Exploring collective energy needs
31st October 2022
2022 has been characterised by rising concerns about spiralling energy bills. Many of our thoughts are turning to how we use electricity, how we can reduce this use, and what we can go without.
A new study from researchers at the University of Strathclyde, the University of Bristol, and the University of the West of England has released a survey to collect data from across Bristol to understand how local people use their energy, how they plan to reduce this use, and what might influence their behaviour.
Many of us are avoiding turning on our central heating. Others are wearing as many clothes as possible to keep warm or using slow cookers to reduce how much electricity they use. All of us are keeping a close on eye on the bills when they come through the door.
The aim of this survey is to find out how people in Bristol might see their electricity use – both in terms of what happens in their own homes but also how it might interact with other conversations and concerns across their neighbourhood and communities.
The team of researchers would like to know what people’s electricity use is and how this is linked to the building they live in and the neighbourhood they call home. This survey will help identify key points where new technologies and approaches might be piloted – and what they might mean for different communities.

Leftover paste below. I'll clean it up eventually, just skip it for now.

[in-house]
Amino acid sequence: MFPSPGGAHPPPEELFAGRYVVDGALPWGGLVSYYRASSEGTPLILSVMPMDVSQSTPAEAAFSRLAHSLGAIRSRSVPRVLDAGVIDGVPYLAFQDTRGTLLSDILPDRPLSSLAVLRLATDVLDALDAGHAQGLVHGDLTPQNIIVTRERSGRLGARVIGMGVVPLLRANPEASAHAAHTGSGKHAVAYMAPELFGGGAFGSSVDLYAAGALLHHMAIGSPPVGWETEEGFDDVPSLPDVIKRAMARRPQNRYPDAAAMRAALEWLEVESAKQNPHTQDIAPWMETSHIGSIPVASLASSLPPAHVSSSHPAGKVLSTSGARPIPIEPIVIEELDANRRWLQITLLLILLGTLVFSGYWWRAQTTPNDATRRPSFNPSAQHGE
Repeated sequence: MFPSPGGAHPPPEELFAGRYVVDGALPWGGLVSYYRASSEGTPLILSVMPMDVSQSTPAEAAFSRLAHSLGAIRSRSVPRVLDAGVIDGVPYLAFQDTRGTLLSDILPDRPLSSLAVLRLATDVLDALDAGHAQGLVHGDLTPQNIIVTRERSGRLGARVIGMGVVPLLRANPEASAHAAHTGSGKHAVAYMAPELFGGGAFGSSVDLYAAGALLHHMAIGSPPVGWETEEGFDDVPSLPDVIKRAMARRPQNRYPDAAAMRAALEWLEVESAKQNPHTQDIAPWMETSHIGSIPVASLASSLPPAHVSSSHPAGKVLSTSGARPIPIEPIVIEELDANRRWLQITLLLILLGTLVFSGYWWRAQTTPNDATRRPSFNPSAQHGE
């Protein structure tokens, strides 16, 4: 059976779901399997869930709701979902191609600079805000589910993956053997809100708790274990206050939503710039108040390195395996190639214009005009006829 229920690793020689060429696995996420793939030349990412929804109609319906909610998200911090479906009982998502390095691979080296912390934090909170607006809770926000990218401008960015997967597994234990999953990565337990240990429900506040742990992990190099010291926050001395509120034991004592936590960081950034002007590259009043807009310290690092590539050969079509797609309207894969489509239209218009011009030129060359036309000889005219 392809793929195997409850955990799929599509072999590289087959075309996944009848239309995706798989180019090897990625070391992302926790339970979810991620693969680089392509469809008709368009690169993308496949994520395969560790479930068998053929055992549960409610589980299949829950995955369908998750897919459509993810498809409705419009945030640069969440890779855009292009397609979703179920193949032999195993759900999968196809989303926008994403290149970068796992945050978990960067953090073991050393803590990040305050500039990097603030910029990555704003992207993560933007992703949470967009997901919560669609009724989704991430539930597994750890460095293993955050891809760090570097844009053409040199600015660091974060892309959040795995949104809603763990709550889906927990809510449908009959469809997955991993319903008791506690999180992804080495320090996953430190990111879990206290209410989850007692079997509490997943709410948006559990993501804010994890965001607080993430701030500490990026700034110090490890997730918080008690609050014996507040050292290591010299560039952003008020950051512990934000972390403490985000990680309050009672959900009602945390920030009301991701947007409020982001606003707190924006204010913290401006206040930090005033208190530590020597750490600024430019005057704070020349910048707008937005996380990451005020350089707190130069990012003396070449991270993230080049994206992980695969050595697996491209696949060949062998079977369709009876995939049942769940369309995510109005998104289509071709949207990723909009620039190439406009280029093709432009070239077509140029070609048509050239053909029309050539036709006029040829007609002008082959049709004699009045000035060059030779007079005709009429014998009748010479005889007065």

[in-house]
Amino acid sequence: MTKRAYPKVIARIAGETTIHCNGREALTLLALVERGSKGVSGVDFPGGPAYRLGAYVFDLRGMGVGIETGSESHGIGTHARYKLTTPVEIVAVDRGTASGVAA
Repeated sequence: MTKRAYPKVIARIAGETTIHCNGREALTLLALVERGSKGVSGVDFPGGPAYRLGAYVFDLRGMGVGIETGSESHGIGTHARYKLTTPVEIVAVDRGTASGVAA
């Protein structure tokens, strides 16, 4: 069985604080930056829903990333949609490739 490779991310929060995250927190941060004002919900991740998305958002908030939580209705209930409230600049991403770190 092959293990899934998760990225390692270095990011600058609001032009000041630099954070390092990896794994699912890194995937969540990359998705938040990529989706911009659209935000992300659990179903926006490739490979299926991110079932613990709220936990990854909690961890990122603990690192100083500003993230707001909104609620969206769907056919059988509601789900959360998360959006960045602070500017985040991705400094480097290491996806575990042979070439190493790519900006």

Ed Atkins, a Senior Lecturer at the University of Bristol, explains: “We’re all worried about our energy usage and what the means for our household bills. We’ve got a growing understanding of what this means for families and households. What is less clear is how new technologies, like smart meters, might be used to generate new understandings of local demand for electricity. This survey is one step in understanding how communities can work together to build new ways to manage in a way that benefit all in society.”
This is your chance to share your experience and views on how and when you use electricity, and how it might be linked to your neighbours, neighbourhood, and community.
To take part, you need to be living in Bristol and be 18 years of age or over and be in part-time employment, unemployed or retired. The research involves completing an anonymous survey and should take approximately 15-20 minutes of your time.